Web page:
Abstract: Sample was digested with concentrated HNO3 and K2CrO4 for 6-12 h at room temperature and then for 24 h at 95°C, and the digest was treated with enough saturated KMnO4 solution to surpass the endpoint, which is recognized when the solution remains a clear purple or a brown precipitate remains after mixing. The mixture was heated at 70-95°C for 10 min then treated dropwise with saturated oxalic acid solution until it became clear and colorless or, for soils the samples changed from dark brown to milky white, and vortex-mixed. The resulting solution was mixed with 10 M HCl and 6% NaBH4 in 5% NaOH in a continuous-flow manifold (diagram given) and subjected to ICP-AES with measurement at 194.232 nm. The instrumental detection limit was 0.2 µg/l. The method was used to analyze biological materials and environmental materials, including plants, soil and water (which was analyzed directly). Recoveries were 68.4-97.0%.
Mercury(II) Sample preparation Spectrophotometry

"Determination Of Total Arsenic And Selenium In Soils And Plants By Atomic Absorption Spectrometry With Hydride Generation And Flow Injection Analysis Coupled Techniques"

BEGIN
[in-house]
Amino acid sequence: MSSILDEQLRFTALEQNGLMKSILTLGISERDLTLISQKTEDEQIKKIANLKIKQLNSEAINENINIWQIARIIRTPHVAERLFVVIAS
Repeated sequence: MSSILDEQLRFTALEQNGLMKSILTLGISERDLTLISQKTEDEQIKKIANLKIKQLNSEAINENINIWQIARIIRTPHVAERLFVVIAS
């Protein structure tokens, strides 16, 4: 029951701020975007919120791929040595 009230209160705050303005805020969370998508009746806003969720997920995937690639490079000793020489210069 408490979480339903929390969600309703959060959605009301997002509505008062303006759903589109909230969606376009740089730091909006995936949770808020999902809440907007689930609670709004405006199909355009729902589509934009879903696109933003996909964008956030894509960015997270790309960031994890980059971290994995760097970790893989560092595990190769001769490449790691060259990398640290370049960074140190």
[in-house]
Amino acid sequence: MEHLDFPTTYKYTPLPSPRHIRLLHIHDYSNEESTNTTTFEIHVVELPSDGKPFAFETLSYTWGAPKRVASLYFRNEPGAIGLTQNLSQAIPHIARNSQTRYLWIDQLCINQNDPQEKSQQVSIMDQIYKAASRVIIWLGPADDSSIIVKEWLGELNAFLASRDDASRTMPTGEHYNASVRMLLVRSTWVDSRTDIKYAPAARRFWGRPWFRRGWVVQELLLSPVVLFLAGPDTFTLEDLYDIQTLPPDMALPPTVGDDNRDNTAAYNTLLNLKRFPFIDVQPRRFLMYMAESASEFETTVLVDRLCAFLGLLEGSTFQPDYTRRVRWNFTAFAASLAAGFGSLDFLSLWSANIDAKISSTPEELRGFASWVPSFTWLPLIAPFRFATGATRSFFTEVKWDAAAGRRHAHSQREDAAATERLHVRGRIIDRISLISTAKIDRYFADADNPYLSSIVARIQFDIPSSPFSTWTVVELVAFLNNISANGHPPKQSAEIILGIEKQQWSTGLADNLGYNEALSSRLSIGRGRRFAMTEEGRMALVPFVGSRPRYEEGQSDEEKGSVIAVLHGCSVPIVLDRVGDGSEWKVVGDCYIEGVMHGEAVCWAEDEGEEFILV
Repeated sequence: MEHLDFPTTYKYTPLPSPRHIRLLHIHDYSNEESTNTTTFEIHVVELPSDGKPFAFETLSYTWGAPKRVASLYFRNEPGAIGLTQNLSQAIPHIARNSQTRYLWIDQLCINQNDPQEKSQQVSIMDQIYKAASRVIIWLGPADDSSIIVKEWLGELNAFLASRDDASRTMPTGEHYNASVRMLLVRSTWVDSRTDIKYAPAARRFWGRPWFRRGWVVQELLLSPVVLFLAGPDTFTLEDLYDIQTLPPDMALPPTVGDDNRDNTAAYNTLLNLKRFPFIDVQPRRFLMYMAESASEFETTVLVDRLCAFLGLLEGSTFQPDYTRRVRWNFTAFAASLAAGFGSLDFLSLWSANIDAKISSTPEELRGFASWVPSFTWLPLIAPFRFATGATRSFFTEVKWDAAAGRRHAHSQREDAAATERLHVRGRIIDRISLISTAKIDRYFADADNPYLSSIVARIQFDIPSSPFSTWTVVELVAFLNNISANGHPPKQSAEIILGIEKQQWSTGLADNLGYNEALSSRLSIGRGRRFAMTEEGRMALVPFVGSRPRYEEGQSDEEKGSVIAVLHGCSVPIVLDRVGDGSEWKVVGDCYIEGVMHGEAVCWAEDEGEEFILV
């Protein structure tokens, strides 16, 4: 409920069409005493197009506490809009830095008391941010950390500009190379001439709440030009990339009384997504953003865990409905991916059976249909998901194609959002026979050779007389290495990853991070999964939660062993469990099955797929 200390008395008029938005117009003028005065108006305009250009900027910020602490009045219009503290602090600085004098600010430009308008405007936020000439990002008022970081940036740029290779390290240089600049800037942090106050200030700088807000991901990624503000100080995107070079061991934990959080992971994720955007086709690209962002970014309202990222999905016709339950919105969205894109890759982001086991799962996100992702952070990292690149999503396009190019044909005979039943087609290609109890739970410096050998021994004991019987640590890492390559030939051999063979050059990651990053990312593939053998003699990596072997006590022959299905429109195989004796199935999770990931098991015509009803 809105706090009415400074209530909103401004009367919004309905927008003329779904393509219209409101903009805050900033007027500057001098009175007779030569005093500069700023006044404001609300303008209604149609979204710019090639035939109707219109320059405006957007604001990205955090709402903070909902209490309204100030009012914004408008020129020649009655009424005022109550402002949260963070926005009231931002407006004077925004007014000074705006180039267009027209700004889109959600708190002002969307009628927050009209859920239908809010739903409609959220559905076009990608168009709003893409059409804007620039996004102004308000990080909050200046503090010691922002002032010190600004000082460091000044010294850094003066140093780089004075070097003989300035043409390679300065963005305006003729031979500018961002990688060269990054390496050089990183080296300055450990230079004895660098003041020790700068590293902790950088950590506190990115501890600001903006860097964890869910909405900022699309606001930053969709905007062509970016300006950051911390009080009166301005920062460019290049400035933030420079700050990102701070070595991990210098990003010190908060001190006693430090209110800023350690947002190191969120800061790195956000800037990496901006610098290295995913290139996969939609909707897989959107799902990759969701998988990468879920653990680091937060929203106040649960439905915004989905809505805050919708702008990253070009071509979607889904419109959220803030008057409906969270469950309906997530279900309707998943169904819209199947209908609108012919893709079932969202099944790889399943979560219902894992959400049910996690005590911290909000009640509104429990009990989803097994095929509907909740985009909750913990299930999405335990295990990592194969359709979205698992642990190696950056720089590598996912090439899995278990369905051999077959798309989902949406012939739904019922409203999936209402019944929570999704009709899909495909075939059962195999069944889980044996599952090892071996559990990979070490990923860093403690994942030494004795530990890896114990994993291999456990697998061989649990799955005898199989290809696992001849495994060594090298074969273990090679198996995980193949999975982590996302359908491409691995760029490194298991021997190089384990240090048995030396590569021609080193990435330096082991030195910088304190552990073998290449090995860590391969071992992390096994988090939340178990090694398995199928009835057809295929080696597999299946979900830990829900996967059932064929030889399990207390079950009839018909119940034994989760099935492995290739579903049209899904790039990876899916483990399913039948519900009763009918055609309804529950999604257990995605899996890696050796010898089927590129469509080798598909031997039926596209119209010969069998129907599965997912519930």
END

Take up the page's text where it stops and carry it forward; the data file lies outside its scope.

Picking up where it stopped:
J. AOAC Int. 1996 Volume 79, Issue 3 Pages 764-768
Oroncio Jim&eacute;nez De Blas, N. Rodriguez Mateos, and A. Garcia Sanchez

Abstract: Plant and soil samples were wet digested using a Kjeldahl metal digestion block operated with temperature programming and a microwave oven. Total As and Se were reduced with NaBH4 and concentrated HCl, respectively, (optimized conditions are tabulated). Analysis was by AAS with use of a Varian-AA-1475 spectrophotometer equipped with an air-acetylene flame (operating parameters tabulated) with measurements at 193.7 and 196 nm for As and Se, respectively. Detection limits were 1 µg/ml for both elements for a sample volume of 160 µL with RSD of 3-6%. For the reference materials FD8 and MRG-1, the recoveries ranged from 93-105%. A procedure has been developed for determination of total arsenic and selenium in soils and plants by atomic absorption spectrometry with hydride generation associated with flow injection analysis (FIA-AAS-HG). Samples were wet-digested by using 2 systems: heating in a metal digestion block with controlled temperature and time and heating in a microwave oven, Total arsenic and selenium were reduced with NaBH4 and concentrated HCl, respectively, In both digestion systems used for the 2 matrix types, detection limits below 1 µg/L were found for both elements for an injection volume of 160 µL, with relative standard deviations of 3-6%, Recoveries by the method ranged from 93 to 105%; with the reference materials FD8 and MRG-1, the values obtained in all cases were consistent with the certified data. The FIA-AAS-HG procedure is highly suitable for determination of total arsenic and selenium in soils and plants, and because of the coupled system used, it is an improvement over other procedures in terms of sample treatment, sample consumption, and automation.